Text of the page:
Depending on your situation, other staging tests might be used as well.
The information from these procedures might be used by your doctor to assign a stage to your cancer, which ranges from 0 to IV. The lowest stage indicates that the cancer is quite small and has affected only the stomach’s inner layers. However, by stage IV, the cancer is considered to be quite advanced and may have spread to other areas of the body.
The goal of surgery is removing all of cancer, as well as some of the healthy tissue around it.
Operations that are used for treating stomach cancer can include:
- Removing early-stage tumors from the lining of the stomach- Tiny cancers that are limited to the inside lining of your stomach can be removed by passing special tools using an endoscope. Procedures for cutting away cancer from the inside lining of the stomach include endoscopic mucosal resection and endoscopic submucosal resection.
- Subtotal gastrectomy- During this method, your surgeon removes the part of the stomach that is affected by cancer along with some of the healthy tissue around it. This operation might be considered if your stomach cancer is located in the part of the stomach nearest to the small intestine.
- Total gastrectomy- Total gastrectomy involves the removal of the entire stomach as well as some surrounding tissue. After this, the esophagus is connected directly to your small intestine so that food is able to move through your digestive system. Total gastrectomy is generally meant for stomach cancers affecting the body of the stomach as well as those located in the gastroesophageal junction.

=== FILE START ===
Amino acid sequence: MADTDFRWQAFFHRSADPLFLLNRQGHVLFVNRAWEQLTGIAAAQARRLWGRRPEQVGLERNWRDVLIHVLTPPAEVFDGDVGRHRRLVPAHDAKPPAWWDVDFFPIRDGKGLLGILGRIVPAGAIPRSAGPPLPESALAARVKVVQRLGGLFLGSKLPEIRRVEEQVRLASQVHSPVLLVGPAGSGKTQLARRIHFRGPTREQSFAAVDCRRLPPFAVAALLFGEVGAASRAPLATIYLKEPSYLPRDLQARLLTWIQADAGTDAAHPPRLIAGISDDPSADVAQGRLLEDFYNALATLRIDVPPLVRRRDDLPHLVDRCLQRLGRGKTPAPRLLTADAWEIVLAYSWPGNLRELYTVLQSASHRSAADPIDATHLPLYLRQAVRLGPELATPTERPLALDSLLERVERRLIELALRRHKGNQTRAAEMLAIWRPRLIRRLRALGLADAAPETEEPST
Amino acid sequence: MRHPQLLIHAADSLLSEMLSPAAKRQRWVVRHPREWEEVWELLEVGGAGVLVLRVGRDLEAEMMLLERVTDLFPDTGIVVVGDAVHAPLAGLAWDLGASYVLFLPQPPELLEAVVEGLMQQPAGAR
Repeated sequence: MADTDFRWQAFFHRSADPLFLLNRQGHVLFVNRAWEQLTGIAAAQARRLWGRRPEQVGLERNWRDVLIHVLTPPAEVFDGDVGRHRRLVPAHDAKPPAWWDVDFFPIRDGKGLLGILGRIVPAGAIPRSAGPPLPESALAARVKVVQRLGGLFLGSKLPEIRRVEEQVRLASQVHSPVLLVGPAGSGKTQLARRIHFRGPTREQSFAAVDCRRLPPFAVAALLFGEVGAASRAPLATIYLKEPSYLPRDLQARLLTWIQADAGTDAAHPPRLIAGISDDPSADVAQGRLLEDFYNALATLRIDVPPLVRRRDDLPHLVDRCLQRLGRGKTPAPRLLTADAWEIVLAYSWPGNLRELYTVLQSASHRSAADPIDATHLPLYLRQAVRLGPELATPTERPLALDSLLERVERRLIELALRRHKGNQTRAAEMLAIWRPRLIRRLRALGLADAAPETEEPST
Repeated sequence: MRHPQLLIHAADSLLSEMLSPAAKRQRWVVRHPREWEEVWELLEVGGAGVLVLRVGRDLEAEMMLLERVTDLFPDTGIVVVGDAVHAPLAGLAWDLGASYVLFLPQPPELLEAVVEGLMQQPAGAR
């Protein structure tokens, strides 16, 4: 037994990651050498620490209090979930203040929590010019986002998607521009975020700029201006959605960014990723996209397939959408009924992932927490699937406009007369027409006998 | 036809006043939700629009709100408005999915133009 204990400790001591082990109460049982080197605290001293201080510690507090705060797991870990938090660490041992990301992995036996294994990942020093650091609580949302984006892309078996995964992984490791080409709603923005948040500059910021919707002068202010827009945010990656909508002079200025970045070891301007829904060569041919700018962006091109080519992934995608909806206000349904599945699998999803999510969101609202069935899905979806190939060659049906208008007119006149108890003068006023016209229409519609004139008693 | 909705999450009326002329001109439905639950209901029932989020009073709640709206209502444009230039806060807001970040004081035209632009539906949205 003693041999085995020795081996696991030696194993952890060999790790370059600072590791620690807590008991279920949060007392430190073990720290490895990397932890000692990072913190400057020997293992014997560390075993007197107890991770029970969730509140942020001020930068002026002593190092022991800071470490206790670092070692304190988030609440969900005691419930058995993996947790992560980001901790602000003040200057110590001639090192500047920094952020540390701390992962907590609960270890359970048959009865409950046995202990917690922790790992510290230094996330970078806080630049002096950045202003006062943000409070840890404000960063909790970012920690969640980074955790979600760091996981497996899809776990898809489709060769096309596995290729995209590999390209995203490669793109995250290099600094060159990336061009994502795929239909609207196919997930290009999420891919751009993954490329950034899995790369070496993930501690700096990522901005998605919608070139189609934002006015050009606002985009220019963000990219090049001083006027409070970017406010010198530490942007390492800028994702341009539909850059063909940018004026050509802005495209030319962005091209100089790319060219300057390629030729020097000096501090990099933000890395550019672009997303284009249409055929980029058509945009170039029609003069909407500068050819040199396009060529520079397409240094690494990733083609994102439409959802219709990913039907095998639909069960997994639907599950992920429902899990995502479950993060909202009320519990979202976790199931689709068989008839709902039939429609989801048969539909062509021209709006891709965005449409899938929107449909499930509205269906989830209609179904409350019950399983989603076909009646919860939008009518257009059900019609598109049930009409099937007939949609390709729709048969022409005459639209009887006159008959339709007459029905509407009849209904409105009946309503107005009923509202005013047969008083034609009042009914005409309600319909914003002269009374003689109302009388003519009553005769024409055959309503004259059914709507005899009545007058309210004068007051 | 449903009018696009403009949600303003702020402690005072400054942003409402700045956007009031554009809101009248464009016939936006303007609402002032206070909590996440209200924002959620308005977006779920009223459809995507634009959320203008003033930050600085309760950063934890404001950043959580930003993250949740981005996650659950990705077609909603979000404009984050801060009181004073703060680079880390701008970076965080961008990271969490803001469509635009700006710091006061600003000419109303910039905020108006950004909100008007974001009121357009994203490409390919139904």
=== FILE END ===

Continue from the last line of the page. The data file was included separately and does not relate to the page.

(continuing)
- Removing lymph nodes to look for cancer- The surgeon might remove the lymph nodes in your abdomen in order to test them for cancer.
- Surgery to relieve signs and symptoms- An operation for removing part of the stomach might relieve signs and symptoms of growing cancer in people having advanced stomach cancer.
Radiation therapy is a form of cancer treatment, that uses high-powered beams of energy, such as protons and X-rays to kill cancer cells. In this method, you lie on a table, over which a machine moves around you, sending the energy beams.
Sometimes, radiation therapy might be used before surgery as well, in order to shrink cancer, so that it can be removed more easily.
Radiation therapy is also used after surgery to kill any cancer cells that might be remaining. It is also often combined with chemotherapy.
Chemotherapy is a drug treatment that makes use of chemicals to kill cancer cells. The drugs travel throughout the body and kill the cancer cells that might have spread through the stomach.
This treatment might be given before surgery as well, to help shrink cancer so that it might be removed more easily. Chemotherapy is also used after surgery to kill any cancer cells that might be remaining in the body. Sometimes it might also be combined with radiation therapy.
In people with advanced stomach cancer, it might also be used in combination with targeted drug therapy.